Search

CET and skills guides

Study and gain CET points through OT’s online CET exams, and access archived CET, CPD articles and skills guides in our education library

Find out more

Science and vision

News and features about the latest scientific developments and advances in optometry, ophthalmology and eye medicine

Find out more

Industry

News and features about the latest developments in optics with a focus on industry

Find out more

Professional support

News and features about the latest developments relating to professional support from across optics. This includes updates from optical organisations such as the AOP and the GOC

Find out more

In practice

News and in-depth features about business management and career development in optics

Find out more

Jobs

Explore the latest UK and global jobs in the optical sector for optometrists, dispensing opticians and more

Find out more

Secret life

“You have your crew mates on the lookout for sharks”

Optometrist, Martin Skehan, talks with OT  about his aim to row more than 3000 miles across the Atlantic

Skehanbanner

I am part of a team of four who plan to row across the Atlantic in December as part of the Talisker Whiskey Atlantic Challenge. We anticipate the journey will take between 40 and 50 days. The accepted pattern is two hours rowing, two hours rest, then you’re back rowing. That is around the clock. You never really get more than a two-hour break unless it is because of adverse weather conditions.

In any journey where you are out there for more than five days – that is serious exposure to the elements and to the psychological and physical challenges. My family bought me the St Christopher medal for Christmas. That will be coming with me.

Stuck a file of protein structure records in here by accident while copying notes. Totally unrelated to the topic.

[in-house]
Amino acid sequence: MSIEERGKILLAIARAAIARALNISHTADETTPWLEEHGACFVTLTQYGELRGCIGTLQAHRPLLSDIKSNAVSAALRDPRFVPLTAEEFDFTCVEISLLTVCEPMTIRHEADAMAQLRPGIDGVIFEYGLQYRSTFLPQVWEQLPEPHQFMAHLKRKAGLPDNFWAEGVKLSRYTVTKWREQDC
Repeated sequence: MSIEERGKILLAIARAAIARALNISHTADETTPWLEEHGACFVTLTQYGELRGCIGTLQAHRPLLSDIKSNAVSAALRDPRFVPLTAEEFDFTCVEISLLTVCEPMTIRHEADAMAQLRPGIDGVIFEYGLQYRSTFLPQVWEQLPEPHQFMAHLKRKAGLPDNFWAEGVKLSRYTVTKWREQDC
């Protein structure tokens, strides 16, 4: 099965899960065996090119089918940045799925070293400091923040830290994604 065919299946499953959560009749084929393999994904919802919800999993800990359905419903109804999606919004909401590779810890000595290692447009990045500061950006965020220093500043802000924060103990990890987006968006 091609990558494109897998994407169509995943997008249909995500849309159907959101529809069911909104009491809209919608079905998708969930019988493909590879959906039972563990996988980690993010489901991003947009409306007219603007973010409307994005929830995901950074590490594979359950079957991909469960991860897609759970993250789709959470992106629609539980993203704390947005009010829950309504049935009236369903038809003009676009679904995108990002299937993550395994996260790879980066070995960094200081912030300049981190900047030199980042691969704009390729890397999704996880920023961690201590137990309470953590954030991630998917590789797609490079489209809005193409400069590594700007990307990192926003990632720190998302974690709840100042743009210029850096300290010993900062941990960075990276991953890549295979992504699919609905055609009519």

One of the things you have to do at repeated times during the crossing is you have to get out of the boat and clean it. I have a feeling that it will probably be me who is sent out of the boat to clean the barnacles off. If you don’t, it really slows down your progress. While you are out there you have your crew mates on the lookout for sharks.

You never really get more than a two-hour break unless it is because of adverse weather conditions

 

After day three you don’t see any land. But I am looking forward to seeing the ocean wildlife, the night sky and the enormity of it all. You will never see a night sky like that anywhere on land.

There are race regulations that specify you have to carry a certain amount of food per kilogram per person. I will be eating 5000 calories per day. When you set out, the boat is really weighed down. As you make your way across the boat gets lighter. All your packaging is retained on board and is accounted for at the end of our crossing.

Skehaninset
From left to right, Stuart Richards, Stuart Shepherd, Martin Skehan, Gary Richards.

One of our crew members, Stuart Richards, has Leber's optic neuropathy. He began to notice changes in his sight between the ages of 20 and 24 then he rapidly lost a great deal of his vision. He can see around him, but he has very low visual acuity. He is highly motivated to bring everything else that he can to the journey. And we know he will make up for any inadequacy in his vision in every other way. He is a fantastic individual.

Another crew member is his brother, Gary Richards. He is remarkable as well because in every challenge we have done, he has supported Stuart. If he wants to do something, his brother will support him to make it happen. Along with our skipper, Stuart Shepherd, I’m now part of that. I am really bound into this because of the teamwork. It is not just about me getting there it is about us getting there.

Follow the team's progress on their website or donate to their fundraising page. Funds raised will be split between the RNIB and Severn Hospice.

  • As told to Selina Powell.